Ted Cruz, a man so unpopular that his iPhone contact list is just one sad face emoji, has done it again.
Cruz has been shopping an amendment to the Senate’s Better Care Reconciliation Act that is designed to bridge a gap between conservatives and moderates in the Republican caucus. Moderates are worried about stripping out the Obamacare requirement that insurance plans cover a range of Essential Health Benefits, or EHBs. Conservatives want people to have the freedom to buy plans that do not cover these benefits, even if that means they are basically junk.
The amendment offered by Cruz, a person who has never suffered from head lice because even head lice can’t stand spending that much time with him, would allow insurers to sell non-Obamacare-compliant insurance plans in a particular market just as long as they also offer at least one plan that is Obamacare-compliant. Everybody wins, except the sick people who would need the compliant plans but would find the cost of premiums zooming into the ionosphere because only other sick people would be buying them, thus forming a sort of de facto high-risk pool.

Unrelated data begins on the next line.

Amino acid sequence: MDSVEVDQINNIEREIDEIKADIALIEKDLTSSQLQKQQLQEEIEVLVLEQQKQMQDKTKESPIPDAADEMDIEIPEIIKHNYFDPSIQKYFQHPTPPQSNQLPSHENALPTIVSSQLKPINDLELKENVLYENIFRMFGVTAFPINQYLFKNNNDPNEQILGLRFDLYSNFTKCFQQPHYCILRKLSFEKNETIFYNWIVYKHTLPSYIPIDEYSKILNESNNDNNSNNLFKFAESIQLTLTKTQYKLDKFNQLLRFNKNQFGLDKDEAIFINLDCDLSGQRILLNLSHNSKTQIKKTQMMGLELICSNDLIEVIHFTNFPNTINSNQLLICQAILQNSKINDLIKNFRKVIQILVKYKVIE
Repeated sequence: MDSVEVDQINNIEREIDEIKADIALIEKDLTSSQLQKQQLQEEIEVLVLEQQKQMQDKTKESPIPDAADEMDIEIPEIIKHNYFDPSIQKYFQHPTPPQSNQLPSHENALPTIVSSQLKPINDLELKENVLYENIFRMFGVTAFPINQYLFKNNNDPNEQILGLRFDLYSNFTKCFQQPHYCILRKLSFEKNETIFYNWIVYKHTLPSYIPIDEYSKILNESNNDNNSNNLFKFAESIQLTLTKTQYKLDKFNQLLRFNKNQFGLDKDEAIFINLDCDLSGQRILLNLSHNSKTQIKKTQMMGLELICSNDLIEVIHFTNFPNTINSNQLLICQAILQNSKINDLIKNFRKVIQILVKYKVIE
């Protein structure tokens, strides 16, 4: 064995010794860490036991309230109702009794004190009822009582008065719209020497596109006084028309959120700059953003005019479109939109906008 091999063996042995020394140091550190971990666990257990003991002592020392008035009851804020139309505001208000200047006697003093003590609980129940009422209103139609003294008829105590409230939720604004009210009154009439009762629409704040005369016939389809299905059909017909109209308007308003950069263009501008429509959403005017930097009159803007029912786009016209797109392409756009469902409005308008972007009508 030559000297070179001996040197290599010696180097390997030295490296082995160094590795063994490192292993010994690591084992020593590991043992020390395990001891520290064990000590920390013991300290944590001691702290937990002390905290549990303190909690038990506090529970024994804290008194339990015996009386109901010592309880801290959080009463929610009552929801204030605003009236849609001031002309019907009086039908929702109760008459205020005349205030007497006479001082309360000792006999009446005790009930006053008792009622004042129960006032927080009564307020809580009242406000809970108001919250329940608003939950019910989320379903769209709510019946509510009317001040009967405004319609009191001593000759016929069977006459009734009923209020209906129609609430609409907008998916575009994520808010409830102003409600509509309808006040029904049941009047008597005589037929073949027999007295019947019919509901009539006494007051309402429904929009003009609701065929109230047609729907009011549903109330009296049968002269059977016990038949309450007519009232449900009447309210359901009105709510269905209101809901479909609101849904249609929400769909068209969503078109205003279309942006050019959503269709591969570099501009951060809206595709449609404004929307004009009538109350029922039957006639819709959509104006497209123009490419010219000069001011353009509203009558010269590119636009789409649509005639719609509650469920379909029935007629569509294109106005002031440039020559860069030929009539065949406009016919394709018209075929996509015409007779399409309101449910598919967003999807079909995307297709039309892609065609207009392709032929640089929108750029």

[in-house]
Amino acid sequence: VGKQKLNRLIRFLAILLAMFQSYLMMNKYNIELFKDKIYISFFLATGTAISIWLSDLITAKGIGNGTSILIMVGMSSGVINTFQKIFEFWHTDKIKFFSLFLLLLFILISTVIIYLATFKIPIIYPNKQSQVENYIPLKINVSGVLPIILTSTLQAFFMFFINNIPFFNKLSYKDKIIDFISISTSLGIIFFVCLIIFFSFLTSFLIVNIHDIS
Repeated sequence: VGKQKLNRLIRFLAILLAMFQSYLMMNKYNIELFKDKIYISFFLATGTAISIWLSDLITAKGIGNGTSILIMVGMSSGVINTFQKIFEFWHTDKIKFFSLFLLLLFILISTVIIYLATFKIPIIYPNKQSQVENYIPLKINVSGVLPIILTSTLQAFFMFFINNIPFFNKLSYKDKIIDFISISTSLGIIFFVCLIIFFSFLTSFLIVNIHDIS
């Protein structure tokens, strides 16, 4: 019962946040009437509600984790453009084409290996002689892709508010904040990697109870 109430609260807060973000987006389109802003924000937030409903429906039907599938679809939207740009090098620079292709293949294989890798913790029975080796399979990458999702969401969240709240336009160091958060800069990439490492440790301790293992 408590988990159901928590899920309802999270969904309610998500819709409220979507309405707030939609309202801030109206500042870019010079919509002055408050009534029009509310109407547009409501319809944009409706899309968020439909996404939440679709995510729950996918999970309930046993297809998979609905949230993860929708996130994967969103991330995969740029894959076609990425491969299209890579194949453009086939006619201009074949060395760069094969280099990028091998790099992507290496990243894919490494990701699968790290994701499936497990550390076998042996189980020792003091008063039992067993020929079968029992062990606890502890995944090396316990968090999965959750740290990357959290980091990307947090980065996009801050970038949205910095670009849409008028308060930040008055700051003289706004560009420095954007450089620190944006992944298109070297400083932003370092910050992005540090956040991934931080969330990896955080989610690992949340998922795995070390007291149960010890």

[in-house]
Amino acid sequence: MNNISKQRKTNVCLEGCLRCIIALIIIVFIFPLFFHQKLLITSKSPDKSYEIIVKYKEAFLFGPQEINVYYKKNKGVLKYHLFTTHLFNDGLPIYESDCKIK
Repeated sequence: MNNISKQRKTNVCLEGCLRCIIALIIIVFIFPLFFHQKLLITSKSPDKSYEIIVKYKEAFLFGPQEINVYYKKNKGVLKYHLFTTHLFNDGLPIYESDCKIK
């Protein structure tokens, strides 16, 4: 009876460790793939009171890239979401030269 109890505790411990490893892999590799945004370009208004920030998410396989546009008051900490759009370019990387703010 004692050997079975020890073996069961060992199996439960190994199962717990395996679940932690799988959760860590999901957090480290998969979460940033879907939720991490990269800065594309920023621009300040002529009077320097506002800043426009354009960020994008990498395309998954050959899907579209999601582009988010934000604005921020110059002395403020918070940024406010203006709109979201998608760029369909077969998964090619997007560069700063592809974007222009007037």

Senators might be willing to foist this nonsense off on their constituents. When it comes to health insurance for themselves and their staffs, however, this amendment is less popular than Ted Cruz, and Ted Cruz is less popular than a 10-year sentence in a North Korean labor camp.
According to Vox, this amendment has one exception:
Insurers can offer plans without these benefits — unless they’re selling coverage to members of Congress and their staff, who are required to buy coverage on the health law marketplaces. The exemption says this part of the law still applies to any plans sold to Congress.
Pretty sweet deal. Life under the BCRA for congressmen, senators, and their staffs will be just a bed of roses. Or a bowl of cherries. Or a day without having to talk to Ted Cruz.